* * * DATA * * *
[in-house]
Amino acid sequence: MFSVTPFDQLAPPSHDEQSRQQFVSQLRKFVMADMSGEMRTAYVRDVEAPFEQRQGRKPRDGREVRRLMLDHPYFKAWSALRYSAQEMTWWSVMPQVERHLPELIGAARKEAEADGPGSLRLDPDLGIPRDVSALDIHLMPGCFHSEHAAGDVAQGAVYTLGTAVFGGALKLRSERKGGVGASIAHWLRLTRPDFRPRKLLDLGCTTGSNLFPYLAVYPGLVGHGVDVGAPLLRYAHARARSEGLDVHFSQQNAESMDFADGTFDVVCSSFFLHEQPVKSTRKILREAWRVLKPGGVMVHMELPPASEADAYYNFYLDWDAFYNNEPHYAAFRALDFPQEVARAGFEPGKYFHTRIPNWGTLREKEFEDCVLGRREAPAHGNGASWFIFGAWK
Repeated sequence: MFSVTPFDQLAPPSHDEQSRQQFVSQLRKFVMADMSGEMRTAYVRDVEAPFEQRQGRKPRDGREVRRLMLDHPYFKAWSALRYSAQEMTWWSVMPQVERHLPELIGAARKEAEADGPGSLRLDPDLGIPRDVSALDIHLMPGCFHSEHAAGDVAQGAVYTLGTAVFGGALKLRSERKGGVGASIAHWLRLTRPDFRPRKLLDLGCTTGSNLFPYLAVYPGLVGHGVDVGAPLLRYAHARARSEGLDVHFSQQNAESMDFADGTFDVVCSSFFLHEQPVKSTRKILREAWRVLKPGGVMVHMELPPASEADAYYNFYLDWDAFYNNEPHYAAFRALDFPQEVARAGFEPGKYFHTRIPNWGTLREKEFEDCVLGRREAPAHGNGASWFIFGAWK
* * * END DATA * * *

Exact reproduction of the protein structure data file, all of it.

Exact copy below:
[in-house]
Amino acid sequence: MFSVTPFDQLAPPSHDEQSRQQFVSQLRKFVMADMSGEMRTAYVRDVEAPFEQRQGRKPRDGREVRRLMLDHPYFKAWSALRYSAQEMTWWSVMPQVERHLPELIGAARKEAEADGPGSLRLDPDLGIPRDVSALDIHLMPGCFHSEHAAGDVAQGAVYTLGTAVFGGALKLRSERKGGVGASIAHWLRLTRPDFRPRKLLDLGCTTGSNLFPYLAVYPGLVGHGVDVGAPLLRYAHARARSEGLDVHFSQQNAESMDFADGTFDVVCSSFFLHEQPVKSTRKILREAWRVLKPGGVMVHMELPPASEADAYYNFYLDWDAFYNNEPHYAAFRALDFPQEVARAGFEPGKYFHTRIPNWGTLREKEFEDCVLGRREAPAHGNGASWFIFGAWK
Repeated sequence: MFSVTPFDQLAPPSHDEQSRQQFVSQLRKFVMADMSGEMRTAYVRDVEAPFEQRQGRKPRDGREVRRLMLDHPYFKAWSALRYSAQEMTWWSVMPQVERHLPELIGAARKEAEADGPGSLRLDPDLGIPRDVSALDIHLMPGCFHSEHAAGDVAQGAVYTLGTAVFGGALKLRSERKGGVGASIAHWLRLTRPDFRPRKLLDLGCTTGSNLFPYLAVYPGLVGHGVDVGAPLLRYAHARARSEGLDVHFSQQNAESMDFADGTFDVVCSSFFLHEQPVKSTRKILREAWRVLKPGGVMVHMELPPASEADAYYNFYLDWDAFYNNEPHYAAFRALDFPQEVARAGFEPGKYFHTRIPNWGTLREKEFEDCVLGRREAPAHGNGASWFIFGAWK